Since Mohammed VI's accession to the throne in 1999, Morocco has pursued a continental foreign policy. The Kingdom aspires to be recognized as an emerging African power both in its identity and in its space of projection. In order to satisfy these ambitions, the diplomatic apparatus is developing and modernising, while a singular role identity is emerging around the notion of the "golden mean", supported by a system of discursive legitimisation as well as by the conduct of an "indirect strategy". This study presents, on an empirical level, the conditions of the elaboration and conduct of this African policy, and analyses, on a theoretical level, the evolution of the identity of the Moroccan power with regard to this African policy.
Structure and Socio-Pragmatics of a Nilotic Language of Uganda
Author: Maren Rüsch
A Conversational Analysis of Acholi elucidates various interaction strategies for the Nilotic language Acholi. Based on detailed examples, Maren Rüsch links the structural organization of Acholi conversations to cultural features such as politeness, language socialization and narrations. Despite common claims of universality regarding the structuring of human languages by previous authors, the study shows that some Acholi strategies differ from other languages. The verbal and non-verbal practices displayed give an in-depth insight into speakers’ cognitive participation during interaction.
On the basis of in-situ research in Uganda, including the collection of rich audio- and video-material, this volume provides an innovative approach to language documentation and description and constitutes a thorough conversation analytic study of an African language.
In A Grammar of Lopit, Jonathan Moodie and Rosey Billington provide the first detailed description of Lopit, an Eastern Nilotic language traditionally spoken in the Lopit Mountains in South Sudan. Drawing on extensive primary data, the authors describe the phonology, morphology, and syntax of the Lopit language. Their analyses offer new insights into phenomena characteristic of Nilo-Saharan languages, such as ‘Advanced Tongue Root’ vowel distinctions, tripartitite number marking, and marked-nominative case systems, and they uncover patterns which are previously unattested within the Eastern Nilotic family, such as a three-way contrast in aspect, number marking with the ‘greater singular’, and two kinds of inclusory constructions. This book offers a significant contribution to the descriptive and typological literature on African languages.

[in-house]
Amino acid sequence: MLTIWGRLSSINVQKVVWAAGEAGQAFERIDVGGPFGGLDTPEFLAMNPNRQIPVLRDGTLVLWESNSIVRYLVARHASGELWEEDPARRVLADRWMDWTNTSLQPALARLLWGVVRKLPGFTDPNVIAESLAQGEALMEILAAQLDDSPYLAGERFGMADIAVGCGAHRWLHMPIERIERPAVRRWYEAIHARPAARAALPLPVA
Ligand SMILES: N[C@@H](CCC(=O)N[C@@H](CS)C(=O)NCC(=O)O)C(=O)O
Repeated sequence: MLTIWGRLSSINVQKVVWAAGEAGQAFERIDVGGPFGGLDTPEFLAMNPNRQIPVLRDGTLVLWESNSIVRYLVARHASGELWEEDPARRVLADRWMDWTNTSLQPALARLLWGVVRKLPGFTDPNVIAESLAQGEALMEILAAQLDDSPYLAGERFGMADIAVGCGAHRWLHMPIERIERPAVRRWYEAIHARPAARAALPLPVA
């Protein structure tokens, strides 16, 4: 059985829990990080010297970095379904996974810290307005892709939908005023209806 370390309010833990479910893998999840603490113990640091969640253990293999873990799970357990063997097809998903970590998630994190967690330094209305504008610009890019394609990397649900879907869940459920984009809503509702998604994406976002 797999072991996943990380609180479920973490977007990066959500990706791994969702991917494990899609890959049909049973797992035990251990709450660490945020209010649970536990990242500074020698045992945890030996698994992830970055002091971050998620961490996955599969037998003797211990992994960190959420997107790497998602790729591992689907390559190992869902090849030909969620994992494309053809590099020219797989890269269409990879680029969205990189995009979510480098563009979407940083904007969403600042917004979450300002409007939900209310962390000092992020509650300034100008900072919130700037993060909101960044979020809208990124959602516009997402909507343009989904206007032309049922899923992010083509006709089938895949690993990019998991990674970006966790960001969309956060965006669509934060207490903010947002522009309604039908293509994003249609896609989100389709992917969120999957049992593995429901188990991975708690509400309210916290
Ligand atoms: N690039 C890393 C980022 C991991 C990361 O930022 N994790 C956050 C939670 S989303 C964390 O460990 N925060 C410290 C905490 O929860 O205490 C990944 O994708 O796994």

The Distribution of Wealth and the Making of Social Relations in Northern Nigeria
Author: Dauda Abubakar
In ‘They Love Us Because We Give Them’ Zakāt, Dauda Abubakar describes the practice of Zakāt in northern Nigeria. Those who practice this pillar of Islam annually deduct Zakāt from their wealth and distribute it to the poor and needy people within their vicinity, mostly their friends, relatives and neighbours.
The practice of giving and receiving Zakāt in northern Nigeria often leads to the establishment of social relations between the rich and needy. Dauda Abubakar provides details of the social relationship in the people’s interpersonal dealings with one another that often lead to power relations, high table relations etc. The needy reciprocate the Zakāt they collect in many ways, respecting and given high positions to the rich in society.
Politics, Economy and Society South of the Sahara in 2019
The Africa Yearbook covers major domestic political developments, the foreign policy and socio-economic trends in sub-Sahara Africa – all related to developments in one calendar year. The Yearbook contains articles on all sub-Saharan states, each of the four sub-regions (West, Central, Eastern, Southern Africa) focusing on major cross-border developments and sub-regional organizations as well as one article on continental developments and one on African-European relations. While the articles have thorough academic quality, the Yearbook is mainly oriented to the requirements of a large range of target groups: students, politicians, diplomats, administrators, journalists, teachers, practitioners in the field of development aid as well as business people.
In: Africa Yearbook Volume 16
In: Africa Yearbook Volume 16
In: Africa Yearbook Volume 16
In: Africa Yearbook Volume 16
In: Africa Yearbook Volume 16